Forgotten victims

Why do people have so much trouble believing male victims of sexual assault?

Last month, adult film performer Tegan Zayne came forward with rape allegations against fellow adult film performer, Topher DiMaggio.

Zayne shared his story on Twitter after he felt male victims of sexual assault were being excluded from the #MeToo movement:

The alleged incident took place in a hotel room the night before the guys were scheduled to shoot a scene together.

Zayne claims DiMaggio left him feeling “belittled and degraded” after coercing him into having bareback sex and ejaculating inside of him against his protests.

“I haven’t told anyone else because I’ve struggled with the idea that maybe he didn’t rape me, and maybe I did enjoy it,” Zayne wrote. “Maybe I’m wrong for pointing this out. Does it even matter? Does anyone care?”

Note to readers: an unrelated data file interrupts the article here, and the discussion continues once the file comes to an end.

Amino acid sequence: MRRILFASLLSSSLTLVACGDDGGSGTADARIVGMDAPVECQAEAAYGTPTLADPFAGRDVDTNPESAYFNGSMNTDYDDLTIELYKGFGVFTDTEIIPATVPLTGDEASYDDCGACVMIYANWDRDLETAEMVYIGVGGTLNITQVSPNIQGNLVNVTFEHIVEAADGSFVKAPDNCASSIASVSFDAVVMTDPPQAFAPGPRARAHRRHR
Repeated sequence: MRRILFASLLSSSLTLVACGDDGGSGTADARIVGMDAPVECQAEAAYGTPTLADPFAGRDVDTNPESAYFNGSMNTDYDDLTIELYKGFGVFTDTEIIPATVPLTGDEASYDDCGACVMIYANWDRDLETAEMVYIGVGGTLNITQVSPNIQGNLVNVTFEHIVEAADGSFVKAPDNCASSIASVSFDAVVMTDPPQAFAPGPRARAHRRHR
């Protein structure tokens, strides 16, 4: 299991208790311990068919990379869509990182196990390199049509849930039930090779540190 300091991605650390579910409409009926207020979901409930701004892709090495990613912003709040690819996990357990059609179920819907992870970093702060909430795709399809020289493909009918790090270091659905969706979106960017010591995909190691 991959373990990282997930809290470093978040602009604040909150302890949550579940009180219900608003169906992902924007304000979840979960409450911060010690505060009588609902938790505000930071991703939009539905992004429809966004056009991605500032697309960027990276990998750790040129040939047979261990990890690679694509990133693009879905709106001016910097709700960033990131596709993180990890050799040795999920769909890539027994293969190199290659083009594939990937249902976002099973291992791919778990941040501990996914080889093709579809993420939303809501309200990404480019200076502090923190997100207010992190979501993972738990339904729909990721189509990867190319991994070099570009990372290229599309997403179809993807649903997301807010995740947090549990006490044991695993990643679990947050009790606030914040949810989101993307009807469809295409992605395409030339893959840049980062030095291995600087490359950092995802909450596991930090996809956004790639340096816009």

Related: Adult star Tegan Zayne accuses co-star Topher DiMaggio of rape

It turns out, people didn’t care. At least, not as much as Zayne was hoping. He believes his claims weren’t taken as seriously because he’s a sex worker.

“I have been sitting on this, processing it, analyzing it, dissecting it,” he tells HuffPo in a candid new interview. “Men can be victims, too. Sex workers can be victims, too.”

Despite his story not getting the attention he feels it serves, Zayne says he hopes by continuing to talk about it he can “expand the views and discussion on the issue.”

“I knew I was speaking my truth, and I’ve accepted that I don’t need other people to make it their own in order for me to feel justified in my actions,” he says. “Abusive traits exist anywhere our egos allow them to.”

Related: Andrew Christian suspends model Topher DiMaggio “indefinitely” amid sex assault accusations